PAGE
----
Robert exemplified generosity. He was a consummate gentleman to all who approached him. He left people feeling good after they interacted with him. He wasn’t only an ambassador for TCM or classic film. He was someone who radiated happiness at his good fortune at being able to live the life he wanted, and he shared that happiness by making himself available until he wasn’t able to anymore.

Thank you, Robert, for giving more than you took, for being an educator and an inspiration, and for being you. You leave behind a rich legacy.

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The Road to TCMFF 2017: My Wish List

Since only a portion of the TCM Classic Film Festival offerings has been revealed, I’m going to fantasize about what else the festival programmers could schedule. In making my ideal list, I’ll pretend rights or physical print restrictions don’t exist, and I’ll stick to this year’s theme of MAKE ‘EM LAUGH: COMEDY IN THE MOVIES. I’m sure some of the programs and films I’d like to see at the festival will surprise you!

SPEEDY showing Harold Llloyd and Ann Christy at Coney Island

Harold Lloyd and Ann Christy in SPEEDY (1928)

Long-term readers and Twitter followers know I’m a silent film buff, and I know the perfect gateway to introduce others to the medium is comedy. I have multiple suggestions in this category. Harold Lloyd will be shown, but due to his granddaughter Suzanne Lloyd‘s activism in preserving and promoting his work, his work screening at the fest is usually likely. I’m a fan, so I don’t object. I’d like more silents at the festival!

Alice Howell in Cinderella Cinders

Alice Howell in CINDERELLA CINDERS (1920)

I’d love TCM to put together a program of silent film comediennes’ shorts. That way the audience could get exposure to or reacquaint themselves with multiple women stars from that era. There have been recent restorations, including some recently screened on the network, that could help fill the bill. Gloria Swanson, Louise Fazenda, Mabel Normand, Bebe Daniels, Flora Finch, Carole Lombard, Alice Howell, Marie Dressler, and Elsa Lanchester are all comediennes with existing silent shorts. If looking for a longer bill, shorts could be paired with Constance Talmadge‘s hour-long, recently found and restored comedy GOOD REFERENCES (1920).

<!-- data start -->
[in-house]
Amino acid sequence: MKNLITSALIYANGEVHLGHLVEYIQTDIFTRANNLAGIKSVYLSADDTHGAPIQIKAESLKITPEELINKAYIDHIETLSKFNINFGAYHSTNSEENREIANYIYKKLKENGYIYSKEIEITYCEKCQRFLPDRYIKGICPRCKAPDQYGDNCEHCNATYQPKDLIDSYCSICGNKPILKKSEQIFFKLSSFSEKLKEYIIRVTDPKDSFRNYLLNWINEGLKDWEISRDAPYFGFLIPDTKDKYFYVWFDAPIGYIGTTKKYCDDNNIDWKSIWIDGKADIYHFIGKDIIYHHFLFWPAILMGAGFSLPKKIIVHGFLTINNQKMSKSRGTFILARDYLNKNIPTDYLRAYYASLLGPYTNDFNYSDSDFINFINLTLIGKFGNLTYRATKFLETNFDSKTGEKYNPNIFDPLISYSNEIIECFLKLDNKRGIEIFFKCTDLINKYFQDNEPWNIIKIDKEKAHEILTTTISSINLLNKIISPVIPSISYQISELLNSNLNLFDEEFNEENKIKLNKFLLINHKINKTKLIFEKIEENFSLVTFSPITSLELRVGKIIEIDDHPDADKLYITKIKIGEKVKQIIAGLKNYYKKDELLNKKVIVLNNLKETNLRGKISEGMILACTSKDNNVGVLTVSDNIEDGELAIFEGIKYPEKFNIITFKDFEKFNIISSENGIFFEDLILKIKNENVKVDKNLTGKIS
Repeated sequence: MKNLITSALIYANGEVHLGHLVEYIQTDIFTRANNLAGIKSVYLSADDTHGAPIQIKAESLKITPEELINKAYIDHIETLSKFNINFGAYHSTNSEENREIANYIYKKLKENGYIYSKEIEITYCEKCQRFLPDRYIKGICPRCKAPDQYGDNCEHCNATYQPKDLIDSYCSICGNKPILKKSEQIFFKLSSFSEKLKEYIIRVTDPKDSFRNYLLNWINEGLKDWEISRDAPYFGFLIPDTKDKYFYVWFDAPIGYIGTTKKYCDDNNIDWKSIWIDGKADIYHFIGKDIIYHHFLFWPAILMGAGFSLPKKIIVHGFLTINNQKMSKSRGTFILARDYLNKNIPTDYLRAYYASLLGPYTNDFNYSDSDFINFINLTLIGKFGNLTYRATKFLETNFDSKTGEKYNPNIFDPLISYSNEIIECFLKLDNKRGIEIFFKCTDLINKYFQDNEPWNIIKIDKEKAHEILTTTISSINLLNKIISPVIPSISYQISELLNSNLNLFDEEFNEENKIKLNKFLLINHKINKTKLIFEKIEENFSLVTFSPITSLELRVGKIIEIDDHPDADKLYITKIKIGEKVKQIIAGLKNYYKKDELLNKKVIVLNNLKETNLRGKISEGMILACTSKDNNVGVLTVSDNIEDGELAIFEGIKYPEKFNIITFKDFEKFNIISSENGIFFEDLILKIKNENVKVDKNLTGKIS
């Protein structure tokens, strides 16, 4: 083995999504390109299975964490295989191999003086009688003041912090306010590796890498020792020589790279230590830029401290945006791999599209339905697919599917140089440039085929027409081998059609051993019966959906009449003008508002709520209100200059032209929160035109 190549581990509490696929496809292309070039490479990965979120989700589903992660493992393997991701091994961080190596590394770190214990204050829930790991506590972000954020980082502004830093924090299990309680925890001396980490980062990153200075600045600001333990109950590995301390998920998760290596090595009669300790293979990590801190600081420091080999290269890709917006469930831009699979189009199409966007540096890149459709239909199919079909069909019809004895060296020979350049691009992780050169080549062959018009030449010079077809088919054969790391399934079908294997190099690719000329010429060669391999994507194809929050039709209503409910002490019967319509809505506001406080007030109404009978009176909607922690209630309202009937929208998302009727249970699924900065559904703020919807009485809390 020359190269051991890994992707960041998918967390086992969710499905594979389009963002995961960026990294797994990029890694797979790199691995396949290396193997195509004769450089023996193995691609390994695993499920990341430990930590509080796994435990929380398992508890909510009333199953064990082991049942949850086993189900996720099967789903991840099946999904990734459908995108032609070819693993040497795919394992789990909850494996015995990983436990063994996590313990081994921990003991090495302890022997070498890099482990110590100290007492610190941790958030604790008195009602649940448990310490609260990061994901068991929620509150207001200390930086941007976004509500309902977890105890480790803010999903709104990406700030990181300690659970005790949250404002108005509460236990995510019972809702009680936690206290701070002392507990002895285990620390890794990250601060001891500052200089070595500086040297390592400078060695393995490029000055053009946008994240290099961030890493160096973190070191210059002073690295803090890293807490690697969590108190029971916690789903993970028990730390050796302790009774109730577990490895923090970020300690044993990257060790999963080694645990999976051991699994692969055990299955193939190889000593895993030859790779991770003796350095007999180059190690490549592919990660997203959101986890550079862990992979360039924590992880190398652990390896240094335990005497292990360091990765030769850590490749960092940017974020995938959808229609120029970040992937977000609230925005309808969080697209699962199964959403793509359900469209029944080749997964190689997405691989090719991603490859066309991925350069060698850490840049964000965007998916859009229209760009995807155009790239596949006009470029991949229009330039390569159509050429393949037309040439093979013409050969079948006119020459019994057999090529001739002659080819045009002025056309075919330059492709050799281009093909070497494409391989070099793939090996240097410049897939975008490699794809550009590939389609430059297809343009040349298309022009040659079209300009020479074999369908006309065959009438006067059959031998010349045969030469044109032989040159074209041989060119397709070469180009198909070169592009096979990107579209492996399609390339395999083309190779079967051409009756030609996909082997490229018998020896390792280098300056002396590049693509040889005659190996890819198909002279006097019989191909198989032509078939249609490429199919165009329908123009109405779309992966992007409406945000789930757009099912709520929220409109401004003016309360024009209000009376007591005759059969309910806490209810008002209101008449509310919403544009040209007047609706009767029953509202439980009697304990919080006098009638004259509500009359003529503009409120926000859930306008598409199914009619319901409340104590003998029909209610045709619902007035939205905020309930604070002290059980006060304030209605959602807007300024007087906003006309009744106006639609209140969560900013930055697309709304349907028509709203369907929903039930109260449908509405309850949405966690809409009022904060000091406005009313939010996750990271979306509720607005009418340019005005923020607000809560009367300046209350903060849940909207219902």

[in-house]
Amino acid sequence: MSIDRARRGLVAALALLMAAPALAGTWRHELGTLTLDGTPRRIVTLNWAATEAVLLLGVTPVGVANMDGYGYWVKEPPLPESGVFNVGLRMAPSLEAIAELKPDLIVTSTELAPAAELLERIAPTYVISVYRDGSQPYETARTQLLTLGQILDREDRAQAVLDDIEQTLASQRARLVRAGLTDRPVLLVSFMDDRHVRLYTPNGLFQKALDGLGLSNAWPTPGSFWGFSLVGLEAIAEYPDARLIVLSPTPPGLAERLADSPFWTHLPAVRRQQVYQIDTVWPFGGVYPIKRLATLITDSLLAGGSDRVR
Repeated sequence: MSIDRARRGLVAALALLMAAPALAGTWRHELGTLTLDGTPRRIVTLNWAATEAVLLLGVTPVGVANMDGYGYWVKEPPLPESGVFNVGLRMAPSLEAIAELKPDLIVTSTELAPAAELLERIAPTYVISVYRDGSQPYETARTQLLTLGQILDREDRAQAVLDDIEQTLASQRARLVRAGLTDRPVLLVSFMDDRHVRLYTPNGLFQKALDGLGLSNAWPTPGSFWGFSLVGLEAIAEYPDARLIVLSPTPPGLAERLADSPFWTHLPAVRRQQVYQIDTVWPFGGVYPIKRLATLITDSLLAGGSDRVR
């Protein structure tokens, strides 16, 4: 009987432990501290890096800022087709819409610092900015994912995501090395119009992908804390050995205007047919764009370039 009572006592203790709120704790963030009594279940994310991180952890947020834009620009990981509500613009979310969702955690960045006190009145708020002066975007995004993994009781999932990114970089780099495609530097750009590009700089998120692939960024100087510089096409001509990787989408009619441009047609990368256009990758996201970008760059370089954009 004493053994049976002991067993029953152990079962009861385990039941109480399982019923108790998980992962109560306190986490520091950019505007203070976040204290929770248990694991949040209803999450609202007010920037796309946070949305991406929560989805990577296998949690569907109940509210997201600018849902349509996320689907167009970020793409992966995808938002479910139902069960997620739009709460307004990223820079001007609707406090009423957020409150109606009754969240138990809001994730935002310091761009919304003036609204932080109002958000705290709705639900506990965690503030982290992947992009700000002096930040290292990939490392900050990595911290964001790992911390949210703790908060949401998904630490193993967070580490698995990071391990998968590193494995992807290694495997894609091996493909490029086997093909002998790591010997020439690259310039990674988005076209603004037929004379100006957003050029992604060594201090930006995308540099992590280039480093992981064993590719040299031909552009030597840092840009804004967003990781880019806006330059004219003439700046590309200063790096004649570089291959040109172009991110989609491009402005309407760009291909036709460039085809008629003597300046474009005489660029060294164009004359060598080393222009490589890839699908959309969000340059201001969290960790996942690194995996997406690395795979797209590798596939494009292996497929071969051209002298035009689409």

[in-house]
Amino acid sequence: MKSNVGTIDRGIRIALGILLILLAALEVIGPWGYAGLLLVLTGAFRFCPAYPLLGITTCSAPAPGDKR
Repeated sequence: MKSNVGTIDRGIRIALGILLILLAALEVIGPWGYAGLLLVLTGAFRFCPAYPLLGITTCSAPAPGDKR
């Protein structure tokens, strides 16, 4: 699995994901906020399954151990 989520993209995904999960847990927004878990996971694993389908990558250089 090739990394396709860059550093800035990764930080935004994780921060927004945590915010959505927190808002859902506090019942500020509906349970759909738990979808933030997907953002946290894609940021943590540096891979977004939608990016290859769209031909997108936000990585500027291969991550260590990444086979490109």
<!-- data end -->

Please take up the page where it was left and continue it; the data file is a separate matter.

Clara Bow and Buddy Rogers in GET YOUR MAN

Clara Bow and Buddy Rogers in GET YOUR MAN (1927)

Clara Bow‘s GET YOUR MAN (1927) provides the perfect excuse for a spotlight on the jazziest silent film comedienne. More exposure for Bow, especially with an introduction by her biographer David Stenn, will spotlight why America’s former favorite redhead deserves to be remembered as a talented comedienne whose onscreen naturalism belied self-aware technique. Discussion of how an incomplete film was reconstructed by the Library of Congress using “still photographs and inter-titles from the Academy of Motion Picture Arts and Sciences to fill in the narrative gaps” would be a mini-course in film preservation. If the program needs filling out because GET YOUR MAN is fifty-seven minutes long, short materials like the fragment of RED HAIR (1928) can be screened.

ZaSu Pitts and Thelma Todd Laughing in Bed

ZaSu Pitts and Thelma Todd